On January 7, a truck carrying a cargo of both methanol and hydrogen peroxide, collided head on with a vehicle on I-90 near Beloit, Wisconsin. The fire from the trucks ruptured fuel tank lit up the dark early morning sky like broad daylight. Local firefighters called in a hazmat specialty team to assess the situation. Fortunately, the methanol drums did not rupture and mix with the hydrogen peroxide, sparing the emergency responders from facing a massive explosion. This was one of the most recent of many crashes involving hazardous materials on the nation's highways recently.
Tractor trailers, due to their size and weight, are inherently hazardous. An overloaded or improperly loaded trailer increases the risk of a truck accident significantly. A tractor trailers cargo weight limit is determined by the Gross Vehicle Weight Rating (GVWR) calculated by brake, powertrain, frame and suspension limitations. An overloaded 18-wheeler is operating with a dangerous strain on that equipment. The stopping distance of the truck is dramatically increased. The truck is more likely to jackknife, especially on wet roads. With a raised center of gravity and the possibility of load shifting, the chance of a rollover is much higher. Some overloaded trailers have been known to buckle in the middle and split open on the highway. In many situations, the driver is not even aware of the weight issue until the truck does not respond properly when corrective measures are employed. Despite federal and state regulations, many overloaded tractor trailers are still traveling the nation's highways
Commercial trucks like eighteen-wheeler and delivery trucks present distinctive dangers to smaller vehicles and their passengers. Not only do truck drivers need to be mindful of the dangers presented by their large and bulky vehicles, but other drivers also need to be careful when driving near a large truck. Often, slight driving mistakes, like failing to signal before passing, can result in disaster when a big-rig is involved, especially at high speeds. Sadly, occupants in cars and other small vehicles make up the majority of injuries and fatalities occurring in a commercial truck accidents. Collisions frequently occur because the enormous truck has limited visibility and braking distance and drivers of passenger cars are often unaware of the time it takes for a big-rig to slow down or stop, or even see them.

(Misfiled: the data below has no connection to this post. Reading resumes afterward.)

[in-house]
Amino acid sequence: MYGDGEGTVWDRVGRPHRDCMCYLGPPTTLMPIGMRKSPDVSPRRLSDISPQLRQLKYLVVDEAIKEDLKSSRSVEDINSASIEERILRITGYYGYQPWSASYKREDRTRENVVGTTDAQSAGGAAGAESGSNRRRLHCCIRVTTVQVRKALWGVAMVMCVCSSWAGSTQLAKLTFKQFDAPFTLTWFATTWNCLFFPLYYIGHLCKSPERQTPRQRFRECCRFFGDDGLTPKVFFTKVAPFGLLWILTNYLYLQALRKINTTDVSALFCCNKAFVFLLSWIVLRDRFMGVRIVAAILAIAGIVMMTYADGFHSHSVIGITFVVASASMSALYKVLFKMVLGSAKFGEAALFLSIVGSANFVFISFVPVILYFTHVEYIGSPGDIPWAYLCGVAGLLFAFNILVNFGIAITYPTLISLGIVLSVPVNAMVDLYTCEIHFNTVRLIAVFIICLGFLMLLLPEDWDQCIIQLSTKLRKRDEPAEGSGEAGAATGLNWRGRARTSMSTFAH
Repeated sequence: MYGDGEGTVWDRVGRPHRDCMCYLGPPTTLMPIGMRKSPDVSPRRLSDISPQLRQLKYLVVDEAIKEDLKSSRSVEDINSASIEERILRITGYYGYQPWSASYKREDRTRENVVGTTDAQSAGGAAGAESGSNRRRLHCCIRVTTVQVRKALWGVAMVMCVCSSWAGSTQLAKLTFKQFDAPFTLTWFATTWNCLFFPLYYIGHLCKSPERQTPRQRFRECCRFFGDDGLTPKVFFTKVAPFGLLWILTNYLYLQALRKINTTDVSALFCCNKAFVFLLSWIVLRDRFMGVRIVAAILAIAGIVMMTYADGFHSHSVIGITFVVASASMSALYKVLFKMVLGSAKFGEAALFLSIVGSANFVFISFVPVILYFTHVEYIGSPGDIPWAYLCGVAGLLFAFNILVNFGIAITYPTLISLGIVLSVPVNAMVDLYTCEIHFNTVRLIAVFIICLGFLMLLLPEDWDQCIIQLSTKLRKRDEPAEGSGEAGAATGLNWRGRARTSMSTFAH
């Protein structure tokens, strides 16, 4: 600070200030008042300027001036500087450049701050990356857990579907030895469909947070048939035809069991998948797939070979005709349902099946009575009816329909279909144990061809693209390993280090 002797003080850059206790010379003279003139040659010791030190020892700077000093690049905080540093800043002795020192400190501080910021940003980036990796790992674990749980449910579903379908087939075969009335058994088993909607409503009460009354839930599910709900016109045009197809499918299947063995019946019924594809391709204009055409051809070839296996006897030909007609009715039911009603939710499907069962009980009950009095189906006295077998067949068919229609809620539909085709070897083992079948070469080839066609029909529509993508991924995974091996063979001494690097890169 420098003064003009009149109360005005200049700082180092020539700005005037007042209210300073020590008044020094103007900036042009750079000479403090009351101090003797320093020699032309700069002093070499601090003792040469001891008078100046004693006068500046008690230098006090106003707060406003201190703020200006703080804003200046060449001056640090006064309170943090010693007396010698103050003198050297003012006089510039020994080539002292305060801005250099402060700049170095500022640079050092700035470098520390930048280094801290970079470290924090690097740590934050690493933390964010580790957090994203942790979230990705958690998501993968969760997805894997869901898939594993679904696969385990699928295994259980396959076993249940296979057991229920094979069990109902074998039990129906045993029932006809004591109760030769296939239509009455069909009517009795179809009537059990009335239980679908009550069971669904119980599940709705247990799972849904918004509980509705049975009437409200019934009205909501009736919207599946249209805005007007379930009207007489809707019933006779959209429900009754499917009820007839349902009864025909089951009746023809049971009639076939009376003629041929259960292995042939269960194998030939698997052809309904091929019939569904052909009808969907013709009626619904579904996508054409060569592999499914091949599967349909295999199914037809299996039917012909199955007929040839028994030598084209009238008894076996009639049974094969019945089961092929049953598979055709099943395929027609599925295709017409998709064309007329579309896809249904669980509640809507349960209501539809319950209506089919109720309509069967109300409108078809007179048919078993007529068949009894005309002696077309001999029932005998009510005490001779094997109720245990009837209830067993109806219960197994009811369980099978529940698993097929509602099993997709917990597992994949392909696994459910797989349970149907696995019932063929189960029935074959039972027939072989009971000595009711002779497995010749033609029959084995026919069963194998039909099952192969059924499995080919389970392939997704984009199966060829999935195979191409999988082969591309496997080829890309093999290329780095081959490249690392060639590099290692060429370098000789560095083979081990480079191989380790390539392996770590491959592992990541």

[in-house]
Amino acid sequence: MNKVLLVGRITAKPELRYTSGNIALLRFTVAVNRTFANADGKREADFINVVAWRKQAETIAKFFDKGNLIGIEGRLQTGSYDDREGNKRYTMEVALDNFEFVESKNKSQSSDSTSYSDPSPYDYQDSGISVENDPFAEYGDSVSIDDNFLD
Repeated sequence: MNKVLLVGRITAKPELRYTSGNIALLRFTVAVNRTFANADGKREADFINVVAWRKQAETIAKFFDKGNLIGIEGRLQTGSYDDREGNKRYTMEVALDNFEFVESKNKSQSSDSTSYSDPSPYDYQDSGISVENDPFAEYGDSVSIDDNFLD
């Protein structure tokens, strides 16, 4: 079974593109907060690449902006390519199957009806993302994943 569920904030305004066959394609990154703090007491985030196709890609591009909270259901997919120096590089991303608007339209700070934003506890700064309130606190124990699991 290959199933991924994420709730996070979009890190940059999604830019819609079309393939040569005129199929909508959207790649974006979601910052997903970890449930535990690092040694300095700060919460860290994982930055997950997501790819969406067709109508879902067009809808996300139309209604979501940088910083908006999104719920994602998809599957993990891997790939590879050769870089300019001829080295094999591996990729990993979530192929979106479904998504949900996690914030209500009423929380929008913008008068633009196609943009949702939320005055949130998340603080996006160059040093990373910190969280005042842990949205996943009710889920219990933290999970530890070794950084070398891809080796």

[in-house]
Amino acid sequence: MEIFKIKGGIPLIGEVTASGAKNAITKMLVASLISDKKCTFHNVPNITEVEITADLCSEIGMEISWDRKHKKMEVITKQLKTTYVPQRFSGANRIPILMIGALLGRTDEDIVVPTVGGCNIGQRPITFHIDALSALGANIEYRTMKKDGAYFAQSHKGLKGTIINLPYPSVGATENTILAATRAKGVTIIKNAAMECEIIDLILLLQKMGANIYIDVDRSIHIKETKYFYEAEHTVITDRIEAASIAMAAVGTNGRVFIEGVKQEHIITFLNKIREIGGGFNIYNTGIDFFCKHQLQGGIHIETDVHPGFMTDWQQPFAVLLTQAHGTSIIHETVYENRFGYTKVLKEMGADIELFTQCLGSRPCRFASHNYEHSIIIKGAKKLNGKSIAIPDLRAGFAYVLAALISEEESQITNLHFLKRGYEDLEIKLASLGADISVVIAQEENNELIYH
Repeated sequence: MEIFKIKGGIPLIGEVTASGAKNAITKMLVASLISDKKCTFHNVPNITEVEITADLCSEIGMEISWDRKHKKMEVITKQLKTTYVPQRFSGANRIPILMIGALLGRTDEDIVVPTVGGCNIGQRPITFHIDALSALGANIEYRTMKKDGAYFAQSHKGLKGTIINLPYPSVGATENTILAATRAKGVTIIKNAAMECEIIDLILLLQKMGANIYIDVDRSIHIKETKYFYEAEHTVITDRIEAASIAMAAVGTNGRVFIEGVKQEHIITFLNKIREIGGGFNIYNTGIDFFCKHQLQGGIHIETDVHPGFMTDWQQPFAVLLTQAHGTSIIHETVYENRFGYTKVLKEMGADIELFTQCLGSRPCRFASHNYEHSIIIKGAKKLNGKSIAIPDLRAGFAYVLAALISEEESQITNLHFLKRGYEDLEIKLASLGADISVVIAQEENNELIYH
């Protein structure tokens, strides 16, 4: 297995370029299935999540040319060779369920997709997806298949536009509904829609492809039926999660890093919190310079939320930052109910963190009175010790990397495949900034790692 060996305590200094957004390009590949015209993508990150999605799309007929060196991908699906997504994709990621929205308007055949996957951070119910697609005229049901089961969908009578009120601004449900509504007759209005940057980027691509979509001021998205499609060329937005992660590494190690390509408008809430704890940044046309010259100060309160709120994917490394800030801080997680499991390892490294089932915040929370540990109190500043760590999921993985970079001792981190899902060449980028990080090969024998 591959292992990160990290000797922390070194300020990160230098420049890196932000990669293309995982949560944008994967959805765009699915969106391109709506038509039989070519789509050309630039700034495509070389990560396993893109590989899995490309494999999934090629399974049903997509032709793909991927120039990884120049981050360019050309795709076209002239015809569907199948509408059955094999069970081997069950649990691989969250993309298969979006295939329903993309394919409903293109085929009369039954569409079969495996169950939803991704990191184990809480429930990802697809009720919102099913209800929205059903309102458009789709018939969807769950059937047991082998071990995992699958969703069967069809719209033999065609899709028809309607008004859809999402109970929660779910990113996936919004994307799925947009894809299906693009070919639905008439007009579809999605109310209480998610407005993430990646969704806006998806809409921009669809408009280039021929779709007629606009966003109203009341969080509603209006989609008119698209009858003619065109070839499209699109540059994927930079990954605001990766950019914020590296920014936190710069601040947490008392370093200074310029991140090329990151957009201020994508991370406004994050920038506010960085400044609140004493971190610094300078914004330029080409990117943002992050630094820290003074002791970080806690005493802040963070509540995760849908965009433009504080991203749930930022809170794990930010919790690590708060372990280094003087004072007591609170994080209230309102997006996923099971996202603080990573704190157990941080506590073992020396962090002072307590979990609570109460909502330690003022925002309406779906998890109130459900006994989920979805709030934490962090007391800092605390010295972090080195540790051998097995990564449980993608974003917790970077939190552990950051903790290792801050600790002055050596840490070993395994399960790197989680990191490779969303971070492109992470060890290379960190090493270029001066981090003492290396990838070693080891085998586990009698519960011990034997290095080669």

Nestled in the central, northern, region of Los Angeles County, Palmdale, California is known as "A place to call home." Like so many other parts of the country, Palmdale, relies on the trucking industry to bring goods into the city and thankfully, commerce is alive and well. Commercial trucks are both part of our economy, and traffic, transporting goods across long distances. Driving alongside passenger vehicles, these tractor-trailers, or, big rigs, weigh an astonishing 20 times more than the average private automobile. In fact, there are more than 5.6 million of these giants traveling the roads, according to figures published by the California Department of Motor Vehicles. With approximately 7.5 million private passenger vehicles sharing the same roads in the county, that proximity and speed make it a potentially dangerous situation.
Caution is the byword.
Our blog post today continues with a theme we initially addressed in an entry from last week, namely, commuter train safety in Southern California.
For obvious reasons, the adverse repercussions stemming from a train-related crash can be outsized.